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Aleson
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PostPosted: Tue Oct 21, 2014 1:52 am    Post subject: Reply with quote

Grover Time wrote:
It's sounding like they won't even have the possibility of adding a quad-core down the road. Perhaps they should have just waited on Broadwell.

As far as the socket goes, I'm wondering how many changes to the motherboard are required for Broadwell? Does the socket for Broadwell go back to working with either dual core of quad core chips? It was obviously working that way for Sandy Bridge and Ivy Bridge.
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castaway
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PostPosted: Tue Oct 21, 2014 3:49 am    Post subject: Reply with quote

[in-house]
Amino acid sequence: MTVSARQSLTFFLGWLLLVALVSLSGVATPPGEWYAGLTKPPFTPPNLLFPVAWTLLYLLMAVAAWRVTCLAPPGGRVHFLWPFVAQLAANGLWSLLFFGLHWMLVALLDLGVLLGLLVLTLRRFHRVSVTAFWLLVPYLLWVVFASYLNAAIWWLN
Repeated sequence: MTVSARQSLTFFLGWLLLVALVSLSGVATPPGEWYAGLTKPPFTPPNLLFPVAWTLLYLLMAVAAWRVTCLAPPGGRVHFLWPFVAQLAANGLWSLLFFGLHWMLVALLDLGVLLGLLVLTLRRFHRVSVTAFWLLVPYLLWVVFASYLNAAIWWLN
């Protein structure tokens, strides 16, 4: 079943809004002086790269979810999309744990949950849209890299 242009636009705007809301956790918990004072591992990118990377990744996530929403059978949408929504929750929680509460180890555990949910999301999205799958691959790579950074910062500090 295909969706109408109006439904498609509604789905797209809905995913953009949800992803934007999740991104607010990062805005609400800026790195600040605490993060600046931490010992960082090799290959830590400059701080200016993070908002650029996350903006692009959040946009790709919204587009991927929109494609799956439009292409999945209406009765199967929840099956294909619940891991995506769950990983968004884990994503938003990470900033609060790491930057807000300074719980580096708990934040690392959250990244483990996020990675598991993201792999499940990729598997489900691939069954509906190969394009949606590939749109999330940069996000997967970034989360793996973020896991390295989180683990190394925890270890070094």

I could live with the soldered on RAM at 16GB with all of the other improvements, but I'm so dissapointed about processor selection. It deserves the same quad-core treatment as the last generation.

It looks like Apple might have dumbed down this generation to protect the Mac Pro and American jobs. The quad-core models from the last generation were really taking it to the Mac Pro on the dollar versus perfomance scale. Im now thinking the 2012 Mac mini might just be the last great Mac mini.

Sad
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MJL
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PostPosted: Tue Oct 28, 2014 8:48 pm    Post subject: Reply with quote

WahWahWatson wrote:
I'm not making excuses for Apple, but the new Mac minis don't sound that bad to me.
.....
I think the moaners out there are just "Pros" wanting more on the cheap. Give me more or I'll build a Hackintosh. I say go build your Hackintosh. I've been there and done that and it's not a great experience. I'm sure as hell not a Kool-aid drinker, but I say the Mac mini is still a fine machine. It even supports 4K displays now. I plan on ordering one soon.


You mean ... armchair "Pros" who do not have a clue about technology.